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November 22, 1995

Rocky Mountain Spotted Fever: Legal Duty to Warn for Noncontagious Disease

Author Affiliations

Memphis, Tenn

JAMA. 1995;274(20):1586-1587. doi:10.1001/jama.1995.03530200022024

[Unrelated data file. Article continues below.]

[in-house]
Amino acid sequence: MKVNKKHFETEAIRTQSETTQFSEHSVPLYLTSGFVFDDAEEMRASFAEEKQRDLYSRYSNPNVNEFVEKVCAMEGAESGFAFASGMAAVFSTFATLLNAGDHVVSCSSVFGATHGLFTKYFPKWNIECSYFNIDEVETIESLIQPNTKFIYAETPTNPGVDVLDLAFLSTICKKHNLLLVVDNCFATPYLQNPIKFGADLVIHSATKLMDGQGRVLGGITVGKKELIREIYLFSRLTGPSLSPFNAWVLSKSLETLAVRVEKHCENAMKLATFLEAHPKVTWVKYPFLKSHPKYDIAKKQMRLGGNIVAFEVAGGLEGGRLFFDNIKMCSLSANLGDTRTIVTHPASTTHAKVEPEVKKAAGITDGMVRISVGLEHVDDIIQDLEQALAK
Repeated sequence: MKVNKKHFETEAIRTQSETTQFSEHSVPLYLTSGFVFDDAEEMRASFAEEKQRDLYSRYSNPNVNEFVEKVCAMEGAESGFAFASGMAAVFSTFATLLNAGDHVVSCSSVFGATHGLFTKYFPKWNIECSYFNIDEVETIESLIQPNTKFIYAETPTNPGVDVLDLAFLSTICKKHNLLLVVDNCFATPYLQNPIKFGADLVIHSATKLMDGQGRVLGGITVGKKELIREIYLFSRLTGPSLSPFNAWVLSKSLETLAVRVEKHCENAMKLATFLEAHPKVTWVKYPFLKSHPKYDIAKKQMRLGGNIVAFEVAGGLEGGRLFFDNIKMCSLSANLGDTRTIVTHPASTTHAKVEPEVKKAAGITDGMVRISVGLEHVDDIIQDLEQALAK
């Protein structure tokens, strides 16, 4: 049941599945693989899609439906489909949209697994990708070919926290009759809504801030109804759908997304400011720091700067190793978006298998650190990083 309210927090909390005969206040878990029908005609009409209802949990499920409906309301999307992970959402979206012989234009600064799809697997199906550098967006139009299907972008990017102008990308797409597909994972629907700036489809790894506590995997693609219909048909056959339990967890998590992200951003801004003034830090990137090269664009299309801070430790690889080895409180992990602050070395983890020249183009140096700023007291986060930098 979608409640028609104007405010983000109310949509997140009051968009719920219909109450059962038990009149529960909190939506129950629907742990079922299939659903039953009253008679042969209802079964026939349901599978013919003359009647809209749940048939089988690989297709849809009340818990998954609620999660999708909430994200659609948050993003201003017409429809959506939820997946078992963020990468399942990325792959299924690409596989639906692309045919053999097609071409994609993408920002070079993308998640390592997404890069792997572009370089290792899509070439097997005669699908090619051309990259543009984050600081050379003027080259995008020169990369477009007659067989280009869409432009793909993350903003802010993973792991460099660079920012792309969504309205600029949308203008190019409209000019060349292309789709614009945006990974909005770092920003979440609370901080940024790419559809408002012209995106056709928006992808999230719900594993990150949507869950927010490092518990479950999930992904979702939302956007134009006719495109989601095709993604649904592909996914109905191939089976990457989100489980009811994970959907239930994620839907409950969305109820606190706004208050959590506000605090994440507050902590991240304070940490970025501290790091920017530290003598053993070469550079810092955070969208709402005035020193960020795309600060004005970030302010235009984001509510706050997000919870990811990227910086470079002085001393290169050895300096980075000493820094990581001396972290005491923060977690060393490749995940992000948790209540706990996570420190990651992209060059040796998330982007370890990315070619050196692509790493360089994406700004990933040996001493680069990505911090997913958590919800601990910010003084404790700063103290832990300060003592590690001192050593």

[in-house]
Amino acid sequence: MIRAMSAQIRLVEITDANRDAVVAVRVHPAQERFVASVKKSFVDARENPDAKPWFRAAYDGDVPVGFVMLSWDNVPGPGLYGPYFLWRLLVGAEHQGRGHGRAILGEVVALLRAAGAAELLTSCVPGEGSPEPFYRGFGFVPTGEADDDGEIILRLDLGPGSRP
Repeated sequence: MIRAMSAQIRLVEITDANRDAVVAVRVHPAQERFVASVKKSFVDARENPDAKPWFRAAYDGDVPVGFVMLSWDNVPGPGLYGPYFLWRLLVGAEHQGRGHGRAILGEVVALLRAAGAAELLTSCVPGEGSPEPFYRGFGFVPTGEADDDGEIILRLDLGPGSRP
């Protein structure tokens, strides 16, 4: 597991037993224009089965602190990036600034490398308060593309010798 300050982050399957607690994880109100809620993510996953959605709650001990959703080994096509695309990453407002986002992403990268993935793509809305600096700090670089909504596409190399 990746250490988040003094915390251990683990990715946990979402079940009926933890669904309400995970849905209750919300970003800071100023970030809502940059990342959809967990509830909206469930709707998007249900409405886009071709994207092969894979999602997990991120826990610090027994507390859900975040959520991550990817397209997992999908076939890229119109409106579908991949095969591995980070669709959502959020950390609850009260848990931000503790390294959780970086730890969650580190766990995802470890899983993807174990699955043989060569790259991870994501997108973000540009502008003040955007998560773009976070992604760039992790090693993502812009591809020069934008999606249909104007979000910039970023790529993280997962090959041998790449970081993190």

To the Editor.  —Physicians have both a medical and a legal duty to warn the family members of patients with contagious diseases, such as meningococcemia or tuberculosis, about a potential for contracting the disease as a result of exposure. On the other hand, no presumption of a legal duty has until recently existed for infectious but noncontagious diseases, such as Rocky Mountain spotted fever.In a 1993 decision, the Tennessee Supreme Court ruled that a physician treating a patient with documented or suspected Rocky Mountain spotted fever has a legal duty to warn identifiable third parties in the patient's immediate family about the risk of contracting the disease.1 Clustering of Rocky Mountain spotted fever and the simultaneous illness in the family have been reported in a small number of cases.2,3 Of note, major internal medicine and infectious diseases textbooks do not mention either family clustering or duty to

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